On December 4th, the Philadelphia 76ers issued a press release stating that Markelle Fultz was identified as having Thoracic outlet syndrome, and that he would begin physical therapy immediately and is out indefinitely. Following that announcement, Shams Charania of The Athletic tweeted out that Fultz would be working through his physical therapy with Dr. Judy Seto, who is most famous in NBA circles for being Kobe Bryant’s “secret weapon”.
Describing anyone using the terms “Kobe Bryant” and “secret weapon” sounds dirty, I know. But Dr. Seto can wear the descriptor as a badge of honor: she earned the reputation thanks to her expertise in physical therapy. Seto is so damn good at what she does, in fact, that for five years she held the position of Head Physical Therapist with the Los Angeles Lakers, while Kobe relied exclusively on her for physical therapy. Seto was responsible for ensuring the day-to-day health and recovery of the roster of one of the world’s most valuable sports franchises and one of the world’s most famous athletes. And now, she goes to work on Markelle Fultz.
According to her LinkedIn profile, Dr. Judy Seto has been working in physical therapy since 1985 — 33 years (unless we’re counting her education, in which case she’s probably got upwards of 40 years under her belt). She first latched on with the Lakers in 1990 as a physical therapy consultant, a role she served until becoming the Lakers Head Physical Therapist in 2011, where she stayed until parting with the franchise in 2016 (Kobe’s final season). Dr. Seto is board certified in orthopedics and sport physical therapy, and is a certified strength and conditioning specialist. Her education is nothing short of impressive:
- Kinesiology (BS), Psychology (BA), UCLA
- Master of Physical Therapy, Stanford University
- Doctor of Physical Therapy, Temple University
- Master of Business Administration, Troy State University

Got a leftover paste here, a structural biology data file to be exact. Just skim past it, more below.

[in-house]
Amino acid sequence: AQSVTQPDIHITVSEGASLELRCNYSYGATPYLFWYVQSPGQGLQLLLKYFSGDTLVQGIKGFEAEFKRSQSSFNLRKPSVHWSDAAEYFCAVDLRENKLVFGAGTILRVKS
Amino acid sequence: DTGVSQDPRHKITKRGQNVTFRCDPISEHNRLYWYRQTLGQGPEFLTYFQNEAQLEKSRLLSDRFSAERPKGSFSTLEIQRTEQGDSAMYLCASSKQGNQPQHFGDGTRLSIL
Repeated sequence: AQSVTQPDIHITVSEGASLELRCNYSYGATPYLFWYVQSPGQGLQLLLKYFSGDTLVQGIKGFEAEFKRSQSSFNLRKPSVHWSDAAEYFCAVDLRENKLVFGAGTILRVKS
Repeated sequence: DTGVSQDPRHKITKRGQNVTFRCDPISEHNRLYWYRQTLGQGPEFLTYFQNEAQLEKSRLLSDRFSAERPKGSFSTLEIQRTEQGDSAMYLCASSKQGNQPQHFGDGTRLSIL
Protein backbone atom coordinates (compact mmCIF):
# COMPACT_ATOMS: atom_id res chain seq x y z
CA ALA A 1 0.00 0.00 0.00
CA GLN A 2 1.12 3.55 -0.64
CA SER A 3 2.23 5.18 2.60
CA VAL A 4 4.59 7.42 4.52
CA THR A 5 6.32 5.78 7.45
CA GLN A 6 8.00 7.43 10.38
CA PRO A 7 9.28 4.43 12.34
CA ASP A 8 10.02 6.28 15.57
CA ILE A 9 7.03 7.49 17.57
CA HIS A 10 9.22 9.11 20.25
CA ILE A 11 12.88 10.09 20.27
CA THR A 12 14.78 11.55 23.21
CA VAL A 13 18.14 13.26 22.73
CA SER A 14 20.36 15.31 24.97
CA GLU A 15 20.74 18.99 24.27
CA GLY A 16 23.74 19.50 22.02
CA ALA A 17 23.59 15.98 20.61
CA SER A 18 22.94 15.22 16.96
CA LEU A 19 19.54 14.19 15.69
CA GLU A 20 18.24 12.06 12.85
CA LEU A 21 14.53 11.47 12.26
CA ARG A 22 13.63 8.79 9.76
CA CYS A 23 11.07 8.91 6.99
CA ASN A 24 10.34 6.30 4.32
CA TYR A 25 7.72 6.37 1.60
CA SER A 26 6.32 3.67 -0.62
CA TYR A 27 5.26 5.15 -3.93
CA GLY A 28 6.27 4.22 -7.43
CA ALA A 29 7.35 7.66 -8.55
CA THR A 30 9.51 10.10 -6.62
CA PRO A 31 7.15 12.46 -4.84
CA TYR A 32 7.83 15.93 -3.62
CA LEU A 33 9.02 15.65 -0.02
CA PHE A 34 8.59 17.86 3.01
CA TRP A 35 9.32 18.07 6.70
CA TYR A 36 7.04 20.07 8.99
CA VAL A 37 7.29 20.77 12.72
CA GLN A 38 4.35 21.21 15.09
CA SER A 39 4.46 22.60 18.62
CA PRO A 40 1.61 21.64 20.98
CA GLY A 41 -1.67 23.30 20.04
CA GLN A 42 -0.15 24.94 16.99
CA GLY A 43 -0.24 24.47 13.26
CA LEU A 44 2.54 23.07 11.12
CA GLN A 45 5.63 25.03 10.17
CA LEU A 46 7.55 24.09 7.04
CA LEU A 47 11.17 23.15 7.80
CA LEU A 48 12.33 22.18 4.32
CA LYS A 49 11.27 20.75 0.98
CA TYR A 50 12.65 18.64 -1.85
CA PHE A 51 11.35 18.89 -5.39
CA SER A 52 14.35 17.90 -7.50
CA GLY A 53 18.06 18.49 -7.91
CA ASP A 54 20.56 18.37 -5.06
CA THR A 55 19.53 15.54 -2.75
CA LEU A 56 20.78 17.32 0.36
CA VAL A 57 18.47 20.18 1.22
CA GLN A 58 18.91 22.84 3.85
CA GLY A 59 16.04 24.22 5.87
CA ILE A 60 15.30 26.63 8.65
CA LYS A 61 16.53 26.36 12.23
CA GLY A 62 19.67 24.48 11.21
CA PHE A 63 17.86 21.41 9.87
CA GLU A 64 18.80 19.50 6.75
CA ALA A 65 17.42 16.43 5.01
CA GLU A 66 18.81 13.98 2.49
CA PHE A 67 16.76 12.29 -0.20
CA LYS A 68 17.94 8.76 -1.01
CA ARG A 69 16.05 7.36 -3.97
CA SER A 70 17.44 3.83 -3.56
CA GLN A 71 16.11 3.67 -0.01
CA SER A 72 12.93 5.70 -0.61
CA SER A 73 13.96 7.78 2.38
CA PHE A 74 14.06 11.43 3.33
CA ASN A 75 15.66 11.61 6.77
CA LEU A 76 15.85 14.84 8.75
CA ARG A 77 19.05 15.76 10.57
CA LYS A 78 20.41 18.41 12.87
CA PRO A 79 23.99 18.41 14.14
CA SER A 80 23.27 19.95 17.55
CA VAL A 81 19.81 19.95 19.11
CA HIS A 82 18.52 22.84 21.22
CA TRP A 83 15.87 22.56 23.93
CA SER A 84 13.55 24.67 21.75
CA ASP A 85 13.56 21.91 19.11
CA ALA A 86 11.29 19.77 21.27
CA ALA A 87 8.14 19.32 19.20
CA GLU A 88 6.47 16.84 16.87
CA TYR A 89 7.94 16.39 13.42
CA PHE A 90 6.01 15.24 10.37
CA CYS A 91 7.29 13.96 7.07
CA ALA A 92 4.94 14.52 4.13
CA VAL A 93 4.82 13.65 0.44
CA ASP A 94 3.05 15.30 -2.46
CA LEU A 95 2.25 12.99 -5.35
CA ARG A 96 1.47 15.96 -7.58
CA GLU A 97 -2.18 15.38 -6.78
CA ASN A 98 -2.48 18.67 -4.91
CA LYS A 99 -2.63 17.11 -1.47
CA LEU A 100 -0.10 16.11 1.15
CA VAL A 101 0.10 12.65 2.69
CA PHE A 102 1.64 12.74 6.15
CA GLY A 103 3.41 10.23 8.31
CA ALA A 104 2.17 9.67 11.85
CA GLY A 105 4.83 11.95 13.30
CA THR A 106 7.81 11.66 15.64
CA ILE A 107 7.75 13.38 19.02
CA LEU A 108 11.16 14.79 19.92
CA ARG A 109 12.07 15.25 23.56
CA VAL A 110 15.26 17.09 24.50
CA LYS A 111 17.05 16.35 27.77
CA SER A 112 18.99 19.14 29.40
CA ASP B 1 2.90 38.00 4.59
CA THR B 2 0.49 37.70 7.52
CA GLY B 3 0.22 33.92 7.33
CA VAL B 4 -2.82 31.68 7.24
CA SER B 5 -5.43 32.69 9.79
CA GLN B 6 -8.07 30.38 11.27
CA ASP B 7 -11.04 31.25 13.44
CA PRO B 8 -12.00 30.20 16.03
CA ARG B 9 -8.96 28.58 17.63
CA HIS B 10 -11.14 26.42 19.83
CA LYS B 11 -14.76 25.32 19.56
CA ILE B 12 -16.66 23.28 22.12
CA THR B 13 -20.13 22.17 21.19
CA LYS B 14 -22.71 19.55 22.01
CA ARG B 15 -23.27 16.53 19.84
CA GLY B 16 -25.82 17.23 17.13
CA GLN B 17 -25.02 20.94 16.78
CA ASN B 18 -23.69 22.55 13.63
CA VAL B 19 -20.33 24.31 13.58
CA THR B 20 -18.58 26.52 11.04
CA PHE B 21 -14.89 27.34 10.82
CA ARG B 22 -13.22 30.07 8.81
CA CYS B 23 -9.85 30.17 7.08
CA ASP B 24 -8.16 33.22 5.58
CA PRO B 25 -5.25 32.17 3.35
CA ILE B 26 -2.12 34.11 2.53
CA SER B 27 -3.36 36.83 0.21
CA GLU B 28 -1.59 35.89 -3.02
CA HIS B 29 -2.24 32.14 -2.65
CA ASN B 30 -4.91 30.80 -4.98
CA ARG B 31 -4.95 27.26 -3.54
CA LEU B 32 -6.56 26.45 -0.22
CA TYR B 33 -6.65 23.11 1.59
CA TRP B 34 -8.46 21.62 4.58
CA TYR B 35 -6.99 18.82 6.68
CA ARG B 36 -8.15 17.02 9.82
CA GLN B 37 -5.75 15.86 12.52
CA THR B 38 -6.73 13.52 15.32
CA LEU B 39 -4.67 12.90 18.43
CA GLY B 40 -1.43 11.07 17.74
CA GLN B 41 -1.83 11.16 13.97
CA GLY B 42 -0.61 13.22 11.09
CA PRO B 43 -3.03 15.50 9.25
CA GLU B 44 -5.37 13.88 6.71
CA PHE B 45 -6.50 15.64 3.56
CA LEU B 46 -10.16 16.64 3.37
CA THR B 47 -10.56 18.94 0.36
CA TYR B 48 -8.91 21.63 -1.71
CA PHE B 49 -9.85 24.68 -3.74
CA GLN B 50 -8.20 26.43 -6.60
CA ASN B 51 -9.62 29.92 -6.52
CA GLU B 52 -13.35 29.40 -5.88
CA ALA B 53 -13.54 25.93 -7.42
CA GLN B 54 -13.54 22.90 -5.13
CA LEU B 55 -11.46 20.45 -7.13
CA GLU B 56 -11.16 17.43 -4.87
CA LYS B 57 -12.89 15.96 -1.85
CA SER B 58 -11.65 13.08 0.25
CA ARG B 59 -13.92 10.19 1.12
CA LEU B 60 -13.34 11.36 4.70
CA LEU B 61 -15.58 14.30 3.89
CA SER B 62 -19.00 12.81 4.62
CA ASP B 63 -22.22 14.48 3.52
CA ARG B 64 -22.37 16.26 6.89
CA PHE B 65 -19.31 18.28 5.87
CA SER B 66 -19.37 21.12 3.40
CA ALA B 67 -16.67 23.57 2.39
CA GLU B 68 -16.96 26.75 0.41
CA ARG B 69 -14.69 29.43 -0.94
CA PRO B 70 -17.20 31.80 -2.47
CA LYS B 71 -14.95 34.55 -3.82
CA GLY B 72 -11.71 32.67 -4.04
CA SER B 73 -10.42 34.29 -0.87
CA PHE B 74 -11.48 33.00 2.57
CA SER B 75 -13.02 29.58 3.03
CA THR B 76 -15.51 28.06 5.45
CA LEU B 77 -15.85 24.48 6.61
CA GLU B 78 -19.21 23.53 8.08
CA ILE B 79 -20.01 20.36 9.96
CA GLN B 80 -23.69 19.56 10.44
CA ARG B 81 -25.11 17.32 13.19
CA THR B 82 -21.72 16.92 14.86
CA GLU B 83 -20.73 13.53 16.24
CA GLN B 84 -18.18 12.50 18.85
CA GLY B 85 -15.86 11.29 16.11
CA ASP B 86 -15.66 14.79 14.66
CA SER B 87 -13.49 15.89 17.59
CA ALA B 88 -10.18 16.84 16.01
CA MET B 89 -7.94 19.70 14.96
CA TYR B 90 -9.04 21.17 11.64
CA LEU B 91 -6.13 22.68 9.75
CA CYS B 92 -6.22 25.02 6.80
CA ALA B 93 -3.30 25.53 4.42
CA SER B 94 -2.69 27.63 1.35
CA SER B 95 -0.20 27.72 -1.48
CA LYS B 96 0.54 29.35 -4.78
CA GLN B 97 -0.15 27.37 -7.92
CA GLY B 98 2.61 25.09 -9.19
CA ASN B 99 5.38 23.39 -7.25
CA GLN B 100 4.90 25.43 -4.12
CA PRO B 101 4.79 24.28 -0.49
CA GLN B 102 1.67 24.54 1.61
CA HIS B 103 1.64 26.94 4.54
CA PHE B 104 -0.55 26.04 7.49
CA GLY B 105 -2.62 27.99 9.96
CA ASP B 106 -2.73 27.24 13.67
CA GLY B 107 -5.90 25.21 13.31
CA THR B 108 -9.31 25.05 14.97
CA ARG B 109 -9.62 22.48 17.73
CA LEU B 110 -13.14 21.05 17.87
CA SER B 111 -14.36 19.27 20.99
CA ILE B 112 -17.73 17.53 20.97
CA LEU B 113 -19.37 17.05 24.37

- Master’s Degree, High Performance Sport, Australian Catholic University
Seto is somewhat of a pioneer in physical therapy, specifically in the realm sports. Her thesis while at Stanford “examined the return of individuals to their preinjury activity level following ACL reconstruction surgery” — which ultimately led to a publication in The American Journal of Sports Medicine titled Assessment of quadriceps/hamstring strength, knee ligament stability, functional and sports activity levels five years after anterior cruciate ligament reconstruction. In essence, Seto’s studies were concerned with returning athletes to their pre-injury level of competition.
If everything above hasn’t convinced you that Markelle Fultz is in good hands, maybe this next snippet from the website of the California Physical Therapy Association will help:
Her research, publications and presentations have focused on sports medicine related injuries including upper extremity injuries in the overhead athlete, ACL and patellofemoral injuries, and core stability and performance.
Now, Markelle doesn’t necessarily have an injury to any of his extremities (although there have been reports about a nagging wrist if you want to count that). Thoracic outlet syndrome’s effects are concentrated in the chest, shoulder and neck area. And Seto’s work regarding injuries in the overhead athlete seems to be primarily focused on pitchers in baseball. However, it certainly doesn’t hurt to be well-versed in the struggles plaguing the “overhead athlete” returning from injury, considering the major concern surrounding Fultz’ actual on-court game has to do with an overhead action.
Judy Seto is not a miracle worker. But she’s exhaustively experienced and educated, and has a proven track record of success. Markelle Fultz is employing one of the greatest minds of sport physical therapy that the world has to offer. If there’s anyone who can help Fultz to rehab back from Thoracic outlet syndrome, it seems that Dr. Seto would be that person.